3 simple steps to protect your intellectual property assets

In our investment work, we did a lot of legal due diligence for venture capitals and investors. We found that some technology companies tend to neglect taking steps to protect intellectual property assets. But if you are a technology company, what else would be more important apart from your team if it’s not your intellectual property assets?

Essentially, intellectual property (IP) assets refer to a set of legally recognised assets under the law like copyrights, trademarks, industrial design, and patents and so on. But in this post, we’ll focus on copyrights and trademarks as they seem to be more common IP assets that generally apply for technology companies.

Let’s take a look at our simplified checklist below.

1. Do you own your technology?

It is crucial for companies to ascertain if they actually own the technology.

For instance, when an early-stage company is just starting out, it may have outsourced certain product development to a third party like an outsourced software developer (as opposed to developing the MVP or prototype in the house).

In this scenario, IP assignments need to be made by everyone involved in the creation of IP assets. In other words, there needs to be necessary IP assignments by all developer, service, any business agreements with another party and in all employment, consulting or advisor agreements to the company.

2. Have you protected your technology?

Usually, the most important intellectual property asset for a technology company revolves around its underlying source code.

Under Malaysian laws, any company can protect its source code by voluntary filing to Malaysia Intellectual Property Office (MyIPO). Source code falls within the scope of a “literary work” under the Copyright Act 1987.

This is different from a trademark which refers to a sign, design, or expression which identifies products or services. To protect your trademark, you need to file trademark filing to the MyIPO. This can be done by engaging a trademark agent or by self-filing. Before filing, the standard practice is to doa search on the current database and see if they are any similar trademark filing that may have been done over a similar name or logo. A good trademark agent would be able to highlight your prospect of succeeding in a filing application or if it may be better if you change your name.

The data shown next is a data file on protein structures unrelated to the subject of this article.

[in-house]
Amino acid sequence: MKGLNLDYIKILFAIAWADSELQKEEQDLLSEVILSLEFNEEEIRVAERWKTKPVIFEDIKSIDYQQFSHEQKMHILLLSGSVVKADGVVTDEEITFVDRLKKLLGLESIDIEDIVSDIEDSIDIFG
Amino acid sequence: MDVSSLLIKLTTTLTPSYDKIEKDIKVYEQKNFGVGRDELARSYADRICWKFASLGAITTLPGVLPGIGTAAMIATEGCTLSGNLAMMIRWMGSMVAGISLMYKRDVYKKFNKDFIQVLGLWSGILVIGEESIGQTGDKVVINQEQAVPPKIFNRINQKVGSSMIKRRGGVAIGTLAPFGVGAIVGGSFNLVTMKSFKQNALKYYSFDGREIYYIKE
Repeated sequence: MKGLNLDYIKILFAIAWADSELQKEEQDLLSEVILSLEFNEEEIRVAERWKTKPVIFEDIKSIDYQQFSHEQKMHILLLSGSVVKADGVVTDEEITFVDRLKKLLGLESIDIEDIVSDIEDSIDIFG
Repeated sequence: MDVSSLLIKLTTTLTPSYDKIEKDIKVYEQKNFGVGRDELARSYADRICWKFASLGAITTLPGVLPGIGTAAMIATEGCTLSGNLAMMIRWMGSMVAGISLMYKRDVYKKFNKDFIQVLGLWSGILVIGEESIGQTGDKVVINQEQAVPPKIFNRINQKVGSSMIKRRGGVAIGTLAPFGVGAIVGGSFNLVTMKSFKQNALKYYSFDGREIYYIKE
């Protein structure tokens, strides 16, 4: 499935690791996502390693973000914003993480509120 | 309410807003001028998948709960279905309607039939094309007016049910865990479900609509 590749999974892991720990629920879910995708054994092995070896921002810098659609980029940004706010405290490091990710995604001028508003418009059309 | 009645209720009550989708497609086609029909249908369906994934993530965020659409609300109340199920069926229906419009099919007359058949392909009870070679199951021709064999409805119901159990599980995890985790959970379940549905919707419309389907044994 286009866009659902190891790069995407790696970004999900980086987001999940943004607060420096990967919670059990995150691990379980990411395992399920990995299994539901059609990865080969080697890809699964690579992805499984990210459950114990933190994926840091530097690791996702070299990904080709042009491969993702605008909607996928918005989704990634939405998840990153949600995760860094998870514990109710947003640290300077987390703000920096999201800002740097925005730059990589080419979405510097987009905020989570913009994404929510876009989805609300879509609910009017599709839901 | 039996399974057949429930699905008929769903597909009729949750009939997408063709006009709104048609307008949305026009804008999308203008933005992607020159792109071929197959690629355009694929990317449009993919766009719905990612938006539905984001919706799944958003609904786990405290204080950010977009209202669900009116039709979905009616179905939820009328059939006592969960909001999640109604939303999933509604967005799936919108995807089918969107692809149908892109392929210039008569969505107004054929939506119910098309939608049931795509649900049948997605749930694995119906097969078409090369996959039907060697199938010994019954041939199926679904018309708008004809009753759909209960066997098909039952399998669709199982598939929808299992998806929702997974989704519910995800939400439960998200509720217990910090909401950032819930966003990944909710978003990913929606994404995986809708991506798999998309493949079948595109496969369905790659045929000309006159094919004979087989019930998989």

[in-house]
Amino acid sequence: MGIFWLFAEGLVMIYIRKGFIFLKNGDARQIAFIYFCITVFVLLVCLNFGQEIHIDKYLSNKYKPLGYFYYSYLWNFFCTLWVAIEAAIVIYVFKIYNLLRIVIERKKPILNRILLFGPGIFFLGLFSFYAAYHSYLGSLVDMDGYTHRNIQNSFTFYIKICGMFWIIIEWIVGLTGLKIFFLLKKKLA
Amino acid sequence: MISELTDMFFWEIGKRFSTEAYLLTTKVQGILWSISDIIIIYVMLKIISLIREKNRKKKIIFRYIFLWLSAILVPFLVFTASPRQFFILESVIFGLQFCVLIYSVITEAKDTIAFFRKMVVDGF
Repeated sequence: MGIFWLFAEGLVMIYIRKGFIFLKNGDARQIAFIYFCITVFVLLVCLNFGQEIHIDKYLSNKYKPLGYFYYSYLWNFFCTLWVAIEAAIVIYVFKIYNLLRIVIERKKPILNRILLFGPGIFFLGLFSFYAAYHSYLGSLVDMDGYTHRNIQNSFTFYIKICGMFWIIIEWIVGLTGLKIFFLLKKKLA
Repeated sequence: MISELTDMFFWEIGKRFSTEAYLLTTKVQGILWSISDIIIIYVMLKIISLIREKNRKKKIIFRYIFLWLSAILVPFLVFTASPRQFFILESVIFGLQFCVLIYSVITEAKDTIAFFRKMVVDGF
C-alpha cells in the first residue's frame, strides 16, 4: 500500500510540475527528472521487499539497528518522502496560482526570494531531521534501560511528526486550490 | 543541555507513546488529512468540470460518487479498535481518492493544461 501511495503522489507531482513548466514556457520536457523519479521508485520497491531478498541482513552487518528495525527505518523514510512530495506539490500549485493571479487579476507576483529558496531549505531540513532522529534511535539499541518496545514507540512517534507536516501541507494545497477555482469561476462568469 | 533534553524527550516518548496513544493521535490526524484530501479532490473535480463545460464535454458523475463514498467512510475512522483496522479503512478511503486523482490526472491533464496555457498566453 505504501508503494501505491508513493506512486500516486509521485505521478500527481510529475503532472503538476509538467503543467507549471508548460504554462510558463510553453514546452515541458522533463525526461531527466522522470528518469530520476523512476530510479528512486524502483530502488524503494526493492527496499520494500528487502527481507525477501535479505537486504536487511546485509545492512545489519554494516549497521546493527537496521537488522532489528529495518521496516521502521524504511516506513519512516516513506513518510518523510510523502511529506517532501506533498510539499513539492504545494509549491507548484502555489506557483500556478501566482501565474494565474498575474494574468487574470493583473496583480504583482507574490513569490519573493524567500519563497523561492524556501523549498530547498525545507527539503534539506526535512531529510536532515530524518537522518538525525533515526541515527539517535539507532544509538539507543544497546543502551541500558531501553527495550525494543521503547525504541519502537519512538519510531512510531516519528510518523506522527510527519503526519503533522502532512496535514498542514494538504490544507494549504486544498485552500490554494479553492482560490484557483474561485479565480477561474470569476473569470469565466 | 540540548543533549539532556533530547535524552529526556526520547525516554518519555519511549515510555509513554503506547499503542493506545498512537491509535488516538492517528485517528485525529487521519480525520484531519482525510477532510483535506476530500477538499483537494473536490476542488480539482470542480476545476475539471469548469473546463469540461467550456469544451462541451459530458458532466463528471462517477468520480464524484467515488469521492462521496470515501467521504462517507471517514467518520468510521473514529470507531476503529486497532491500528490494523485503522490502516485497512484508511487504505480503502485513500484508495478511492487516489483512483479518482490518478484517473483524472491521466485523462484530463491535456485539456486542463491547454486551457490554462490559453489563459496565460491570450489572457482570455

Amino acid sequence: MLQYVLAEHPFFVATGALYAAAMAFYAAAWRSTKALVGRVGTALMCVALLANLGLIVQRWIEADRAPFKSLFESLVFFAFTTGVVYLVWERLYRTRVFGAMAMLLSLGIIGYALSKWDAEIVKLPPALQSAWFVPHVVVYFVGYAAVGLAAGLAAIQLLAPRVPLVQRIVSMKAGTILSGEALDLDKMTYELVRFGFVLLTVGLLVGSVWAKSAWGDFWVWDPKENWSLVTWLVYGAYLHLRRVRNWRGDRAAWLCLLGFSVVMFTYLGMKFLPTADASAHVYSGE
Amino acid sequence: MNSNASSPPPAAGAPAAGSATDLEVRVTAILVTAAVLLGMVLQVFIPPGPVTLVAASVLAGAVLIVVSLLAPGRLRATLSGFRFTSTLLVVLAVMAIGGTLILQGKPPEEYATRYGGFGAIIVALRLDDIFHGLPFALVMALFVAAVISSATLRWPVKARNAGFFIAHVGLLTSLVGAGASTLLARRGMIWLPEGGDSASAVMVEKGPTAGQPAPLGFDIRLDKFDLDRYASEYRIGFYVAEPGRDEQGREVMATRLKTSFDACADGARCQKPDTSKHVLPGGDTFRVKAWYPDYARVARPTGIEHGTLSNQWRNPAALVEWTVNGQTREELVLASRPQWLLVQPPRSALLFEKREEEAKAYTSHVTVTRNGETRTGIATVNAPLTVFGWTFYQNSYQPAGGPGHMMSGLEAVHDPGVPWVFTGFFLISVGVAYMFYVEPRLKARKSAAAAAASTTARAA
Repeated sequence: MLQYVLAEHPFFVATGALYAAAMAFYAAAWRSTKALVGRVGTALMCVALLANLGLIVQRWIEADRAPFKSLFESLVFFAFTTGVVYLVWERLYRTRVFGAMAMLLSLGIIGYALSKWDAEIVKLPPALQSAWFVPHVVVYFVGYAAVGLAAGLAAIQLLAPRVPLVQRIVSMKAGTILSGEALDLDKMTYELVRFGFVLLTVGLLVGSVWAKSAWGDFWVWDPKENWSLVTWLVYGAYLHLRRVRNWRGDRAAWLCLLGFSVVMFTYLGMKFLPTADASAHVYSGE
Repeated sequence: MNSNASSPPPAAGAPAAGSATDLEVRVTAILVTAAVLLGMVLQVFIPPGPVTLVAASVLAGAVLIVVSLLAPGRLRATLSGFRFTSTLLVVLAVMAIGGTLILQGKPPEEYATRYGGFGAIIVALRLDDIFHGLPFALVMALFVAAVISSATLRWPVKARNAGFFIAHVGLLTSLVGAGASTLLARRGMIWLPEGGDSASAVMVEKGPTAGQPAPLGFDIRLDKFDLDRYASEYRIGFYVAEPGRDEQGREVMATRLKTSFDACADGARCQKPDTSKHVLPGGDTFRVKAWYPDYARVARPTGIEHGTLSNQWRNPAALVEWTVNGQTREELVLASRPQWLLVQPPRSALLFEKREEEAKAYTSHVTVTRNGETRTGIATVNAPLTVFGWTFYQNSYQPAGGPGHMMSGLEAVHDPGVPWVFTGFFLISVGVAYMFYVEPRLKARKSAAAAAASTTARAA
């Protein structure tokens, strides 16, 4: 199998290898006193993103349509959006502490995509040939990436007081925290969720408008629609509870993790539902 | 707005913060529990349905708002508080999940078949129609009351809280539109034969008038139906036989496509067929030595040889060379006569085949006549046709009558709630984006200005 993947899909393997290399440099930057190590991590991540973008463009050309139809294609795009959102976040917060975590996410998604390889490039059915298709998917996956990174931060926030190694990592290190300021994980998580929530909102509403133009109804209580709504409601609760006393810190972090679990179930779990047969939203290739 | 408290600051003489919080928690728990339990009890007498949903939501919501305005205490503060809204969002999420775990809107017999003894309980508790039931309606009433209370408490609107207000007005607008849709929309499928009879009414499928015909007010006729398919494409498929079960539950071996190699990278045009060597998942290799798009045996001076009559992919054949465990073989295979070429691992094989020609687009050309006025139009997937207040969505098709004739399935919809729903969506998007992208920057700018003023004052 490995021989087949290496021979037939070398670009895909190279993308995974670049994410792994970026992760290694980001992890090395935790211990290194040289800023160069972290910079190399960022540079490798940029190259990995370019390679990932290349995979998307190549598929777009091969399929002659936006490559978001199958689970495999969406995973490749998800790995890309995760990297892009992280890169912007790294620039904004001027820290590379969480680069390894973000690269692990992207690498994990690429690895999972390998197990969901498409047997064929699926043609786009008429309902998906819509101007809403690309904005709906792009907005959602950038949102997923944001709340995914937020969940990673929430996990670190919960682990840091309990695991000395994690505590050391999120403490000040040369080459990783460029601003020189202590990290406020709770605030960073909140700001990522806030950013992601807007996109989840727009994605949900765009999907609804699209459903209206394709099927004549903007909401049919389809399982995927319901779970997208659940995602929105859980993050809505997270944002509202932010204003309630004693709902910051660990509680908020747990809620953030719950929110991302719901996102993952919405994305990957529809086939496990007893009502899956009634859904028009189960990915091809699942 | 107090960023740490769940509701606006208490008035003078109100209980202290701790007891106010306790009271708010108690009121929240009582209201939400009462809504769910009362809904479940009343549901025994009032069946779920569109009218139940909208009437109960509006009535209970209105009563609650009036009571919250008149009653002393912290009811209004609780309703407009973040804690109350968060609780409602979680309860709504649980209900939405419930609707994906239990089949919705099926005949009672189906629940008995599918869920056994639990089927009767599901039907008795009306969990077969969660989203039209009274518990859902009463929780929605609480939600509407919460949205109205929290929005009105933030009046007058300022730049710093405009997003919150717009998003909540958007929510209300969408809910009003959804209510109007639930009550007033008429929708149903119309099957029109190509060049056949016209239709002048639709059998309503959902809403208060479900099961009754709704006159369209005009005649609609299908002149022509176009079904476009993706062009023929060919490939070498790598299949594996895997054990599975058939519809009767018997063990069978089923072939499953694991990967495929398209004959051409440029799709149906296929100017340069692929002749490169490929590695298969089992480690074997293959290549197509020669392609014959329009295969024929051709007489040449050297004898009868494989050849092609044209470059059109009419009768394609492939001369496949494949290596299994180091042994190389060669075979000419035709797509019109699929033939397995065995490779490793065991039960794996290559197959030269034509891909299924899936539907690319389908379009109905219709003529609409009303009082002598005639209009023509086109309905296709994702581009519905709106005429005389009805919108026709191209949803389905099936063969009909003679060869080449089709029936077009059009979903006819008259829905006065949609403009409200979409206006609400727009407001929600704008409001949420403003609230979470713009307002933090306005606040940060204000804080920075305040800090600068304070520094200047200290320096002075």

As a technology company or startup, you also need to decide on the level of protection. IP protection is territorial in nature. In other words, you need to file a separate filing in every country that you wish to protect your IP assets.

Previously a company is required to engage a trademark agent to do filings in every country that it seeks to be legally protected. But thanks to the newly-amended Trade Marks Act 2019, companies can now file worldwide protection over its trademark by a single filing to the MyIPO.

3. How do you monetize your technology?

When it comes to monetising your IP assets, for a technology company, you need to demonstrate proof of your IP ownership. So if you have an unclear IP assignment, it may be more difficult for you to monetise your software or services.

Owning a technology itself does not automatically generate money for a business. A technology company generates income by licensing the use of its certain software like ‘Software as a Service’ (SaaS) which can be a B2B or B2C solution.

Having a term sheet in place can help save cost and time.

Are you planning to protect your IP assets for your technology company or startup? Take a look at our legal services for startups and jump into a free 30 mins initial call with a startup lawyer and we can run through the steps again.

Disclaimer: The content provided on this website does not constitute legal advice but are for general informational purposes only. It may not be the most up-to-date legal information after the published date. To seek professional legal advice, please book in a free initial 30 mins legal consult with us.

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Izwan Zakaria

Izwan likes to write about startups. He enjoys working and mentoring entrepreneurs and founders. He is also a startup lawyer at Izwan & Partners.

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